Friday, June 29, 2007

More on the TACTIVATION class

Here's an update on the TACTIVATION class. Here's what it looks like (at this stage).

Tactivation = class
number_discrete_steps: integer;
current_state, level, increment: real;
procedure Recompute_Level;

function GetNumSteps: integer;
Constructor Create(steps: integer);
procedure increase (steps: integer);
Function Get_Level:real;
function Get_CurrentState:integer;
function Get_Increment: real;
Procedure Reset_Increment;
procedure decay;

Only two methods are actually larger than 3 lines: Recompute_Level and increase. Recompute_level is private and computes the sigmoid as a function of the current_state. I'll talk a little about increase here, because it's used also for spreading activation. I'll be updating the source to the googlegroup. Here are the descriptions of the public functions:

Constructor Create(steps: integer);
Gets the stage ready.

Function GetNumSteps: integer;
Function Get_Level:real;
Function Get_CurrentState:integer;
Function Get_Increment: real;
These are "Getters", so that nobody should mess around with the data directly.

Procedure Reset_Increment;
Sets variable increment to zero;

procedure decay;

This is obvious. Decays (currently) simply brings current_state one step down and recomputes the activation function.

One thing that's not really needed now, but for the future. Both decay and recompute_level should be in the future generalized as strategy patterns. After all, Copycat implemented an activation function, Tabletop a different one, Phaeaco a different one, and, while I do believe that there must be only one that's a best fit with psychological plausibility, the only way I'd envision that discovery would be to have modularized versions being compared against each other.

That's not a concern for now, but someday in the near future it really should be done.

procedure increase (steps: integer);
if (increment<(steps/number_discrete_steps)) then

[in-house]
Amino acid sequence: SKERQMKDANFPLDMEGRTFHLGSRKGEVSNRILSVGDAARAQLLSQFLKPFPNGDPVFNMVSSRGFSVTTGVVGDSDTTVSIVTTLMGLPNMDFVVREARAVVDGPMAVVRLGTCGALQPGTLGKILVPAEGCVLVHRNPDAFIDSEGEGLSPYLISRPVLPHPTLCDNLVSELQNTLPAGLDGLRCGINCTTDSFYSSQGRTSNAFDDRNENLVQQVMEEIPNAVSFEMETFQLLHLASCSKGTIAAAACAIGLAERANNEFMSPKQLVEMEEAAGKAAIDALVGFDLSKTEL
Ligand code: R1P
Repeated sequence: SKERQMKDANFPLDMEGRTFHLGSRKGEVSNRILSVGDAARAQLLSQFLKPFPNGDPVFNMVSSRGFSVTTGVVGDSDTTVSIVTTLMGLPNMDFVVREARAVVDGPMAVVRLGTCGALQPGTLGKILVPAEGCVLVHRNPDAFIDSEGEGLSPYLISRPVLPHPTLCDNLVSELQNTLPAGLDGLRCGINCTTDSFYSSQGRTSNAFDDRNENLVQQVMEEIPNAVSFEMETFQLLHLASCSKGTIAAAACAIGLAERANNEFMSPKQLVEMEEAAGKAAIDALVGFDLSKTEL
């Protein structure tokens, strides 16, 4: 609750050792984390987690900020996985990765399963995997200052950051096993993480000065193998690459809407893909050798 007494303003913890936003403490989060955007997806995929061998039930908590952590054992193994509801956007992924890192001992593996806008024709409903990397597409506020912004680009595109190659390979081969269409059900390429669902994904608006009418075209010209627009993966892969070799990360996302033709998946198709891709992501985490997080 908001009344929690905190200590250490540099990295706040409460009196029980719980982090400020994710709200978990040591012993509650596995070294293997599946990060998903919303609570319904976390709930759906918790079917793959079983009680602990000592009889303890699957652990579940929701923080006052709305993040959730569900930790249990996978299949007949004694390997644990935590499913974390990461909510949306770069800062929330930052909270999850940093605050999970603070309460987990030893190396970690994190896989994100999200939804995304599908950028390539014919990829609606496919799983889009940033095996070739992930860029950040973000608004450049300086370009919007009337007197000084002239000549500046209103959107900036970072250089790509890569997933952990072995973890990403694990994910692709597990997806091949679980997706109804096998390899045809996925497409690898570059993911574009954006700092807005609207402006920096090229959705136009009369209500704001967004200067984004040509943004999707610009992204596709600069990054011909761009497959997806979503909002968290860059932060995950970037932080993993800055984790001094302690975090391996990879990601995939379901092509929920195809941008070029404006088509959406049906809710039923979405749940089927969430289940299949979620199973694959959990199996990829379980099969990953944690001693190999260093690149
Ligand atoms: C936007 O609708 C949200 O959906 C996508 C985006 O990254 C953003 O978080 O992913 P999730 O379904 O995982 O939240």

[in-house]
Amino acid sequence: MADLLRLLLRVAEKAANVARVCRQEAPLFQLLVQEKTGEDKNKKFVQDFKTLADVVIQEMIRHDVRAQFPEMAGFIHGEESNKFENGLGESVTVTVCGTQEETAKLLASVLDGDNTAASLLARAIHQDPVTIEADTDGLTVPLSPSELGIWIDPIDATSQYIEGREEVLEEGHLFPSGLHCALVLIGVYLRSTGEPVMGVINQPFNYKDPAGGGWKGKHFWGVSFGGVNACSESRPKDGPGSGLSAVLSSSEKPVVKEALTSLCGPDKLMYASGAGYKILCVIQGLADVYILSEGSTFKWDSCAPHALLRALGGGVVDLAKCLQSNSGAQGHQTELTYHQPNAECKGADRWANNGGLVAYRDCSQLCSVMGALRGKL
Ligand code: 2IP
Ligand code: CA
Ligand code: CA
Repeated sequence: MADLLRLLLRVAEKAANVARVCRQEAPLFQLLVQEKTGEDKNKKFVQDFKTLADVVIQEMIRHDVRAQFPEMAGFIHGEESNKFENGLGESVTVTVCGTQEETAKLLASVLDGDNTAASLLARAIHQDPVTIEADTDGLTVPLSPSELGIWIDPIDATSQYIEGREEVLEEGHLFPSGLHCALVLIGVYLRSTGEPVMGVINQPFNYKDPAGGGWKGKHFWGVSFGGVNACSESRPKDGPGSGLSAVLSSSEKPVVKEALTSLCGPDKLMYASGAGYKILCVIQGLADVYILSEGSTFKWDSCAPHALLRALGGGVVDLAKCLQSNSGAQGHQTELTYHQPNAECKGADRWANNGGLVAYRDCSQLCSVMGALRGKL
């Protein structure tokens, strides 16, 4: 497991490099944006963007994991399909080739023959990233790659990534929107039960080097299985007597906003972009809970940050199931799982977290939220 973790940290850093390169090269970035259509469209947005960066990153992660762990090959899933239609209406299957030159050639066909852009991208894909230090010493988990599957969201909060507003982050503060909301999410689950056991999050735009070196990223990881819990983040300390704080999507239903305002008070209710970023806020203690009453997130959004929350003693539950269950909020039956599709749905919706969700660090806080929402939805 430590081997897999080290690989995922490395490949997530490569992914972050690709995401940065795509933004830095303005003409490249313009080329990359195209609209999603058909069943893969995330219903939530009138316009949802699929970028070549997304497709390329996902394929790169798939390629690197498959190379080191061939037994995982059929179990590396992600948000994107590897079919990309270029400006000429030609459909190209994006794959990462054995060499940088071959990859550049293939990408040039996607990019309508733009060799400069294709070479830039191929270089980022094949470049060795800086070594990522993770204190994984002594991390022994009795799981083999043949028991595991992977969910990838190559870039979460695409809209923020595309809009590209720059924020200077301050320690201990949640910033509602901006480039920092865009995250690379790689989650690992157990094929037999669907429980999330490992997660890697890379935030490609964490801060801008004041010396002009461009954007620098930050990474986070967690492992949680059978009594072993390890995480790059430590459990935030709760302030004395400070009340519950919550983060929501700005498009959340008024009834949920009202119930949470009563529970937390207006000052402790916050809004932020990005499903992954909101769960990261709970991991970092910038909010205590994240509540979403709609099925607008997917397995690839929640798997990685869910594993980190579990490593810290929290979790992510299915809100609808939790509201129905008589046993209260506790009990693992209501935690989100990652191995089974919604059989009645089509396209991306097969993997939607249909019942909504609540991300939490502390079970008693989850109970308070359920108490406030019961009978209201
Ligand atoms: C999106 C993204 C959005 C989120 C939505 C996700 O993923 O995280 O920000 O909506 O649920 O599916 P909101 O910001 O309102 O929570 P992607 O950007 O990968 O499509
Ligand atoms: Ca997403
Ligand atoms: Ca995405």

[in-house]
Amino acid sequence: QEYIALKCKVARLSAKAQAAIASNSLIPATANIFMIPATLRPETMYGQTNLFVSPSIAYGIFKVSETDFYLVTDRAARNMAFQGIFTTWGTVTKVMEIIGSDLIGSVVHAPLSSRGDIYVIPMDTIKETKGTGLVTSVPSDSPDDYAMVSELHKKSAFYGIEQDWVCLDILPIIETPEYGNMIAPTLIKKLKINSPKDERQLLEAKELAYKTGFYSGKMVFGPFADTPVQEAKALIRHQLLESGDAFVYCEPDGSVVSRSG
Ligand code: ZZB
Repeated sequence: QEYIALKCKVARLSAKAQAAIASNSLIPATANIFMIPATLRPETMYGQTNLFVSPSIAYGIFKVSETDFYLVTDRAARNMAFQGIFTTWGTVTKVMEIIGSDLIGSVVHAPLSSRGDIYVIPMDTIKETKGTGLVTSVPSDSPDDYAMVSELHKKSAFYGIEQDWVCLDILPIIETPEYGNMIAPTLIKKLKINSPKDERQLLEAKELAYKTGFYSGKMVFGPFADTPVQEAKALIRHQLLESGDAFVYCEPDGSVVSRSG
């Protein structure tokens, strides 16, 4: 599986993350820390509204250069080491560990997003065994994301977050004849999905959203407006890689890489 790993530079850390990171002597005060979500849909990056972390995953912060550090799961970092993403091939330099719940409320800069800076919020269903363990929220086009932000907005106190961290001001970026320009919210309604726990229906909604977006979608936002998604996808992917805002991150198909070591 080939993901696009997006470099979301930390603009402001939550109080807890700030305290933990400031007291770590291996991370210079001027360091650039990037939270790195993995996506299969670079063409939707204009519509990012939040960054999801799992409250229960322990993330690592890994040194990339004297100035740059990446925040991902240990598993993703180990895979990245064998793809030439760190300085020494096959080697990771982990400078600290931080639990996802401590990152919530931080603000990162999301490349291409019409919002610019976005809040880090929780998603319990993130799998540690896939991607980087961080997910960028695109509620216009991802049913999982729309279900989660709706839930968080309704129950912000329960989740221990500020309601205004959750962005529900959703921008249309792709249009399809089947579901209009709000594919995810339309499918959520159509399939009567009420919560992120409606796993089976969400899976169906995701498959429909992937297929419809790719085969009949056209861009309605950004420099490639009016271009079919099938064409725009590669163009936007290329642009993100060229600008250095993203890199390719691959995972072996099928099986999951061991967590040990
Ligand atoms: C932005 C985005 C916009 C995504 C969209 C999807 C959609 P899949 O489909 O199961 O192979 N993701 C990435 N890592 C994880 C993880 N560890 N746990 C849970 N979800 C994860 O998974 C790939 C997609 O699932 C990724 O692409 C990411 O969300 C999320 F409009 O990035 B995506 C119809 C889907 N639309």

If (Increment>0) then
If (Current_State>1) then Current_State:=1;

The objective of this method is to increase activation as a function of the number of steps (passed as a discrete parameter). It does have that weird "increment" variable thrown in, though. That's for activation spreading to other nodes, more on this later on.

So this method will be called by some codelets that want to increase activation of something; and also by nodes spreading activation to a new node. (NOTE that TACTIVATION is not a node, it is just a property of a node, we'll get to TNODES soon). Our implementation of activation is different from Copycat and from Tabletop, but maintains the same general spirit.

If this method is called by some codelet for the first time, then increment will be just the number of steps passed to it, divided by the maximum number possible (remember Harry's work: "steps" here on the x axis are discrete; and we're using 100 maximum steps). However, if the method already had some "increment" received from a node or codelet or something, it will add that increment to the receiving activation, in order to "correctly" spread activation to forthcoming nodes.

You might ask, that is,
of course, if you are geek enough to be interested in these types of things, "why not simply update with steps and be done with it?" Why use increment? Moreover, increment just keeps on adding up and up and up? When should it go down?

First, why use increment instead of steps? Increment's real difference is to increase activation when it is coming from multiple sources. It is then and there that increment will be way better than just steps. Next: when should the bloody thing go down? It goes down (to zero) whenever Reset_Increment is called.

Ask not when Reset_Increment is called, ask who can call it. Here we go into a basic philosophical principle of software design: the Hollywood principle

The hollywood principle. Don't call us, we'll call you!

Just like Hollywood, you have dreams of becoming a movie star, only to hear, in studio after studio, "don't call us, we'll call you". The basic idea behind the Hollywood principle in OO design is that you shouldn't have a class A calling a class B calling a class C calling a class A, and so forth. Why s that? Well, whenever you need to understand how the whole thing fits together, in order to change something, this intermingling of classes will drive you nuts, especially in large, complex systems. So the idea is that a class like TACTIVATION should get Reset_Increment called whenever a node X that's spreading activation to neighbors finishes that job. Then and there increment goes to zero and a new round of activation must be received in order for the node to spread it.

More on nodes & spreading activation soon.